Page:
The Aurealis one makes me especially happy because that’s the first magazine to which I ever seriously submitted fiction. I only sent them that one piece and was outraged by their rejection, despite it being totally deserved, because I was 24 and the story wasn’t that good. But I vowed revenge, i.e. becoming skilled enough at writing to get a story accepted by Aurealis. Then I got more into novels and kind of forgot about it. But look! I still have my Aurealis rejection letter from 1997:
And I still have the story! As Aurealis noted, it is very short, so you can read it in about one minute. It was never published anywhere, for reasons that may become obvious.
The brevity might be a selling-point in these days of Twitter novels and flash fiction. But 1997 was a different time, a slower time, when people expected their stories to last longer than a cup of coffee.
Incidentally, I’ve been thinking about publishing more short fiction on this blog. I’m not saying it will happen. Because it’s easier to think about than do. But it’s an idea.
You know what I discovered on book tour: AMERICA HAS GONE TO THE FUTURE. I was there two years ago but in the meantime America advanced about a decade. Now you use your phone to carry boarding passes and movie tickets. When you need a ride somewhere, you summon cars with an app. I tried to buy a sandwich in New York and the store didn’t take cash. DIDN’T TAKE CASH. I met two people who don’t carry wallets any more, just credit cards. In two more years, I guess, they will just carry phones.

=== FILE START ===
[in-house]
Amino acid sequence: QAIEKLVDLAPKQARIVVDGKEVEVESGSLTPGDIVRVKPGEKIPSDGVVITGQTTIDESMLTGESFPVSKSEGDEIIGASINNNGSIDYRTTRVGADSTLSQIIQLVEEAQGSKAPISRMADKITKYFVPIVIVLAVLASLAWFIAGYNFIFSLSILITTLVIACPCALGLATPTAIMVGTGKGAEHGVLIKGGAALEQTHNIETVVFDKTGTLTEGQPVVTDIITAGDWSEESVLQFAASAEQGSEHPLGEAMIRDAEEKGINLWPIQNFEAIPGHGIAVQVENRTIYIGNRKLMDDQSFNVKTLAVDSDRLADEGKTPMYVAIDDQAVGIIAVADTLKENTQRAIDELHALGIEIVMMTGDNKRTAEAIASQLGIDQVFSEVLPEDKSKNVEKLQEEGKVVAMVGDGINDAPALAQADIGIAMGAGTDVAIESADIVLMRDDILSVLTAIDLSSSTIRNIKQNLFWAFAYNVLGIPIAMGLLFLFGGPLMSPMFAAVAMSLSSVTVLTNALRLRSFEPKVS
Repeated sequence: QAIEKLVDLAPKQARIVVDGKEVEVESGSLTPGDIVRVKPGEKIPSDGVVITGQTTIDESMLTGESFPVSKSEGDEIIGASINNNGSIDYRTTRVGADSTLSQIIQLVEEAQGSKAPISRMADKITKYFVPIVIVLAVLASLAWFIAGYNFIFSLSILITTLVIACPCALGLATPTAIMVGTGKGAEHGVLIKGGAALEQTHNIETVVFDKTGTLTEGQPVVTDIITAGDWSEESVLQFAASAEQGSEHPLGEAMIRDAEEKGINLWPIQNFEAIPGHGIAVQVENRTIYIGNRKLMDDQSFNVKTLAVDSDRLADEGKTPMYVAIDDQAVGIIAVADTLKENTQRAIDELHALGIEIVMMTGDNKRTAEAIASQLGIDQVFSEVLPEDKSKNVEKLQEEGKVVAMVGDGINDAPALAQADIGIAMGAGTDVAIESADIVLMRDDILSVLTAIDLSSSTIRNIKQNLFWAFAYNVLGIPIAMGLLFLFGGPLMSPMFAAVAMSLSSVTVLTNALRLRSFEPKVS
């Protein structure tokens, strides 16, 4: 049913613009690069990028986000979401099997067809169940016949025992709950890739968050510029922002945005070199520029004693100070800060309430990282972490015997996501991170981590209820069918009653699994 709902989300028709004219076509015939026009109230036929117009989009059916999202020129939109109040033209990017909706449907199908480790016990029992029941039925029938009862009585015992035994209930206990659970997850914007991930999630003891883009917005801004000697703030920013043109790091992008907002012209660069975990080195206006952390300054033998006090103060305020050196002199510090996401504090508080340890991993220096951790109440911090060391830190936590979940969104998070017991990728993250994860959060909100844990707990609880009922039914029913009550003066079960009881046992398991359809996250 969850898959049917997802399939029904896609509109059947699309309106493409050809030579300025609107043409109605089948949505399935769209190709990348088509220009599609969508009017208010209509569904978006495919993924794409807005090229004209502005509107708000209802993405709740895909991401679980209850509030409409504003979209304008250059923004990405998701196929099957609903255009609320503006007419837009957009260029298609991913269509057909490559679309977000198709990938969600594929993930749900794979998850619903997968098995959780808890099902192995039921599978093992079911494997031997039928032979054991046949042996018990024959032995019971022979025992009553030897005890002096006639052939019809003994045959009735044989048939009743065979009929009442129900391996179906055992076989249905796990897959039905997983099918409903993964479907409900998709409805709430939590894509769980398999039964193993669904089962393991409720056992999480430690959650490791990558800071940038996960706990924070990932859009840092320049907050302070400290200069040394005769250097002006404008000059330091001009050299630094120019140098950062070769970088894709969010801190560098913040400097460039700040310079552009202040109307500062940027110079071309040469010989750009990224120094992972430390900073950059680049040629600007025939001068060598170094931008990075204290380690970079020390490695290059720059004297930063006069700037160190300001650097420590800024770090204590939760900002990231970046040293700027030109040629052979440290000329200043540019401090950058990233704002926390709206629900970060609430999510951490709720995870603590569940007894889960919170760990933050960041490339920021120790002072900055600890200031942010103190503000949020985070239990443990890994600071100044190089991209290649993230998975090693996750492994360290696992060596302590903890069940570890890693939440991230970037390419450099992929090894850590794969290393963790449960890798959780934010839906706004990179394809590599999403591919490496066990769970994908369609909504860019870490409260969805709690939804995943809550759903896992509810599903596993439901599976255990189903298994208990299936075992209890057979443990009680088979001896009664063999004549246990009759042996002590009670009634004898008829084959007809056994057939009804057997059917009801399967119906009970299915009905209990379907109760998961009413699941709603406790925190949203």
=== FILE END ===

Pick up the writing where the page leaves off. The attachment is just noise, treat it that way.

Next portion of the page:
Now I’m home in Melbourne, Australia, I’m all, “Ugghhh, stores that only take cash, how 2011.” I just bought some sushi and it seemed really stupid, handing over a twenty and trusting the cashier to remember and figure out the right change. That process is fraught with potential errors. If we didn’t already do it like that, and somebody invented it, it would seem like a terrible idea.
Besides marveling at technological process, I was in the States to read and sign books. During my New York event, a person asked, “What’s the worst thing about being an author?” At first, I was overwhelmed by things to bitch about, like, just that morning, I had really felt like some wheat-based cereal, but my fancy hotel restaurant only did Granola. This is the kind of rough justice I’m expected to put up with on book tour.
But beyond that, there was the whole thing about having a career that occasionally seems like it’s about to dissolve into nothingness, which is sporadically terrifying, and sometimes I write things nobody likes, which is disappointing, and working on the same idea for years at a time can be challenging, too.
I didn’t catalog these pains, though, because they were hard to justify in the face of a room full of people who had all come out to see me and buy my books so I could keep writing stories for a living. That is just plain awesome. I think I’m getting more appreciative in my old age, by which I mean less deluded about how rare and special this is, getting to write books and have them published and people liking them. Thank you so much to everyone who reads my stuff, and comes to see me, and tells other people my books exist.